Growing up, Dan Hauck followed a simple procedure during bee sightings: turn and run.
He still hasn’t forgotten the day when some childish tomfoolery — spraying water at a hornets’ nest — led to an agitated, buzzing swarm chasing him around the neighborhood.
“As far as phobias go,” Hauck said, “it was a 10 out of 10.”
That’s why friends laughed at him when he decided to take up beekeeping several years ago. Hauck is sweet on the gooey gold that bees produce, and he wanted to try and keep his own hives. The hobby stuck.
One year after tending his first colony, Hauck, who works for the city of Blaine as the chief building official, is taking his honeyed hobby public.
Since May, he’s been tending a bee colony behind City Hall and posting regularly about the project on social media and the city’s website. The goal is to raise awareness about bees through the blog, with the hope of starting a community apiary one day.
“Honeybees are really gentle and docile,” Hauck said, adding that he’s since surmounted his childhood phobia.
Hauck first approached city officials with his idea to keep a hive at City Hall back in December.
Bob Therres, Blaine’s public services manager, listened to Hauck’s pitch and raised two initial concerns: cost and safety.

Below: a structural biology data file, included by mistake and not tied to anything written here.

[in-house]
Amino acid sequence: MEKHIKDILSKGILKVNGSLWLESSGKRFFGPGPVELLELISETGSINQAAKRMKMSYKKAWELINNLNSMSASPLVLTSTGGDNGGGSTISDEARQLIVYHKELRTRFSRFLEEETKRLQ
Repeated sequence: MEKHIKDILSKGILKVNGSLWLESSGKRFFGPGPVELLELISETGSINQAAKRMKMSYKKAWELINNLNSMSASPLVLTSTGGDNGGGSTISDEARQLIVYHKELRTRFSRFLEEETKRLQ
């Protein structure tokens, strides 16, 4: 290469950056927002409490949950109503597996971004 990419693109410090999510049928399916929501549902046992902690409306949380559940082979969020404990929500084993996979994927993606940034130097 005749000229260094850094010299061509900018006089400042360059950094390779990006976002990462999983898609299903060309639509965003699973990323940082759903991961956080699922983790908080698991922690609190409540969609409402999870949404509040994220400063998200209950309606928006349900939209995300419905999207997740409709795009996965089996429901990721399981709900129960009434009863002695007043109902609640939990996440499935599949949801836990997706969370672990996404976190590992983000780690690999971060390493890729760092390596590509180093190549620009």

Hauck assured him the project would be paid for out of his pocket. So far, Hauck has spent about $500, mostly for purchasing the bees and hive.
Hauck also vouched for the project’s safety and made sure to pick an out-of-the-way spot for the colony in a nearby wetland area.
A few times a week, Hauck slips on his beekeeping gear and checks on the colony behind City Hall. The hive is tucked beside a grove of trees, surrounded by grasses and wildflowers.
In his biweekly online posts, the novice beekeeper has been sharing his natural, chemical-free methods.
Blaine’s bees have been hard at work making honey since Hauck picked up his shipment of 2,000 worker bees and one queen in May. The workers, Hauck said, forage flowers up to a mile away from the hive.
That’s sweet news for the 54 residents tending Blaine’s community garden this year. Their plots are located across the street from City Hall.
For the past six years, Gene Gasparro has raised a colorful array of blooms, fruits and veggies at the community garden. A lifelong gardener, the 76-year-old retiree has asked the city to raise bees in the past. When he found out there was a new colony of pollinators nearby, he was elated, he said.
“They’re important to everything here,” Gasparro said, standing next to his zucchinis. “My yields are better this year because of them.”
Hauck plans to post updates throughout the fall as he readies the hive for winter. “No easy task in Minnesota,” he added.
The colony has about a 50/50 shot of surviving, Hauck said.
And if the bees die?
He’ll order another batch of tiny workers, he said, hoping to find a winning combination of genetics in the next colony.
“That’s the fun of it for me — trying new things to see what works,” Hauck said. “I’m not an expert, just a novice learning myself.”